Chinese Vice Premier Qian Qichen arrived at the State Department last night to demonstrators protesting China’s continued occupation of Tibet.
The group was holding a vigil at the State Department in protest of China’s persecution of Tibetans and to urge the Bush Administration to pressure Beijing to restore political freedom to the Tibetan people through peaceful negotiations.
When Qian’s motorcade arrived, a Chinese-speaking Tibetan led chants calling for Tibetan self-determination in Mandarin Chinese.
The demonstrators remained in front of the State Department for the duration of Qian’s dinner meeting with Secretary of State Colin Powell. During the meeting Powell said of U.S.-China relations, “I believe the best approach to a relationship such as ours is to have candid talks on every aspect of our agreement and disagreement, so this will be the philosophy that I will take into our discussions.”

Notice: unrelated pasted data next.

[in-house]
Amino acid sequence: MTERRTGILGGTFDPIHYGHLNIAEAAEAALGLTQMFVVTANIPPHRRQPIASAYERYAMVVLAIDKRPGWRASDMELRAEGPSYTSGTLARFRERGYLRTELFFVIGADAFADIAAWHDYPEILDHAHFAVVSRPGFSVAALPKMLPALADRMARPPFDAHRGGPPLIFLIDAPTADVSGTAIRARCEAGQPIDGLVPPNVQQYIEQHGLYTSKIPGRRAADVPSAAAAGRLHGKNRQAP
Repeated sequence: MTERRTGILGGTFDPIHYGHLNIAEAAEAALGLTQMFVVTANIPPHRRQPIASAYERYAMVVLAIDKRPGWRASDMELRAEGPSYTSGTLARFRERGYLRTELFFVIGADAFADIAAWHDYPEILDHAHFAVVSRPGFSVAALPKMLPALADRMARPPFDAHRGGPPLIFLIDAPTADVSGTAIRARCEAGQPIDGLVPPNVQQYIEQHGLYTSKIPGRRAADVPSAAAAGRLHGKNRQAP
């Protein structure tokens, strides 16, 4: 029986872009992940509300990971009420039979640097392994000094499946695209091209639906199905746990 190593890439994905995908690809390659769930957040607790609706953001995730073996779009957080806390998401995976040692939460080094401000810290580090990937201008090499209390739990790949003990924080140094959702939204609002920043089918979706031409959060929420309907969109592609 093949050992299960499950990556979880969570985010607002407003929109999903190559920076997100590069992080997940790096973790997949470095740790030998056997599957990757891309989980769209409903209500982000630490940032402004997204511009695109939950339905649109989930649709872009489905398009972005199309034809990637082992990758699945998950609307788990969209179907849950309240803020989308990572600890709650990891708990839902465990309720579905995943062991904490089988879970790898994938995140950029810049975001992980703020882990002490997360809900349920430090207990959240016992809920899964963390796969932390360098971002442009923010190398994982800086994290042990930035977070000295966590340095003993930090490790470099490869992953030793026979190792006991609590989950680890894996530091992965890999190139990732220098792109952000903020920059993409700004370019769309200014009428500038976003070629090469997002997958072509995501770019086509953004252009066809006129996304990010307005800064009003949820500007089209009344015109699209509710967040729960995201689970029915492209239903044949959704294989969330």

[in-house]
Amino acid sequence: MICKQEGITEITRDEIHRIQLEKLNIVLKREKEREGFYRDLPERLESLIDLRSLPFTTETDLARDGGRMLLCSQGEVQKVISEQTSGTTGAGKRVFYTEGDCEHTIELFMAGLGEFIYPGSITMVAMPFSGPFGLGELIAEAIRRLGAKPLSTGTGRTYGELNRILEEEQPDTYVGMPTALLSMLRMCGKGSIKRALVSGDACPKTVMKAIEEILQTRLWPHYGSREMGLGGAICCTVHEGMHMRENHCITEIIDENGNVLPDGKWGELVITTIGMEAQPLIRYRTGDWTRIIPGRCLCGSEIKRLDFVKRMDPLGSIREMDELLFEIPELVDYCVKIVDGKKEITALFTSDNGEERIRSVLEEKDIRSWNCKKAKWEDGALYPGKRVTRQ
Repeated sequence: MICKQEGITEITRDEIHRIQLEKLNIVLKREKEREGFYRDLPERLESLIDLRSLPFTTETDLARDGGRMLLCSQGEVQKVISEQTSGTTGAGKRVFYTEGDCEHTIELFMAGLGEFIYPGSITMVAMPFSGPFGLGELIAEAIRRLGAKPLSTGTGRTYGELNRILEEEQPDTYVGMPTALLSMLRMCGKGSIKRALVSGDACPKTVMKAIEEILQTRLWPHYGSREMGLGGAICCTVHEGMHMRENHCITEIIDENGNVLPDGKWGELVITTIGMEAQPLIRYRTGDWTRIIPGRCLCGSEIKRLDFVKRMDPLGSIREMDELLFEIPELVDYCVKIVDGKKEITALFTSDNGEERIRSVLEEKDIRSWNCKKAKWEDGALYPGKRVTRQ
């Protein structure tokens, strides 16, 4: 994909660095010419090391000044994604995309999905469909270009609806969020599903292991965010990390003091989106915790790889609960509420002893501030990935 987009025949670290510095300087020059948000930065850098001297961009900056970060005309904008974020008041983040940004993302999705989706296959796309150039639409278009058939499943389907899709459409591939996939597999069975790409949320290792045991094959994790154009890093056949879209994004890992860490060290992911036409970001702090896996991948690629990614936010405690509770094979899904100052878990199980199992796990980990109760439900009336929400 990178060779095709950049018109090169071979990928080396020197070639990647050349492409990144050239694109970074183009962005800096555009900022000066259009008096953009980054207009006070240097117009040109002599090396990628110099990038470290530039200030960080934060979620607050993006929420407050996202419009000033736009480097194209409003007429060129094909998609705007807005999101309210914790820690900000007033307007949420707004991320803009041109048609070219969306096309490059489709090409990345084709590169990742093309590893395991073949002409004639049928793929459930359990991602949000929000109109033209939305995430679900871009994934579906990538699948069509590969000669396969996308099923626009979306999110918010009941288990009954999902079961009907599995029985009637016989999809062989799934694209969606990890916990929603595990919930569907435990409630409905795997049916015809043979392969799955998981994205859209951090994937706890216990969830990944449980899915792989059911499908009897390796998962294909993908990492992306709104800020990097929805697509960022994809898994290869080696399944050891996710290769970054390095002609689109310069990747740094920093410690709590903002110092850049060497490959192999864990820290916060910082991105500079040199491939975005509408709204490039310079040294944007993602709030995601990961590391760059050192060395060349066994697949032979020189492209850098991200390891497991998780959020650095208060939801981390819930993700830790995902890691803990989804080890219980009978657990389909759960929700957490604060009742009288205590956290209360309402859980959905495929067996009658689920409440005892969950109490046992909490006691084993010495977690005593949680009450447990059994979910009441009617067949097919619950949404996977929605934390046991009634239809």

This statement echoes Powell’s tone with then-Ambassador Li Zhaoxing in reference to China’s poor human rights record in a meeting between the two last month.
“President Bush and Secretary Powell have pledged that they will be frank with China on human rights in meetings here and in Geneva this month,” said John Ackerly, President of the International Campaign for Tibet. “It is their responsibility now to voice the conscience of the American people and speak out against Beijing’s brutal repression of the Tibetan people.”
More than 50 years ago, Tibet was occupied by the Chinese military in a repressive occupation that has left more that one million Tibetans dead.
“Qian Qichen represents a brutal regime which denies all fundamental rights to the Tibetan People,” said Ackerly. “China should respond positively to His Holiness the Dalai Lama’s initiative for a peacefully negotiated settlement to the Tibetan issue.”
The Chinese government continues to refuse to open a dialogue about the status or future of Tibet.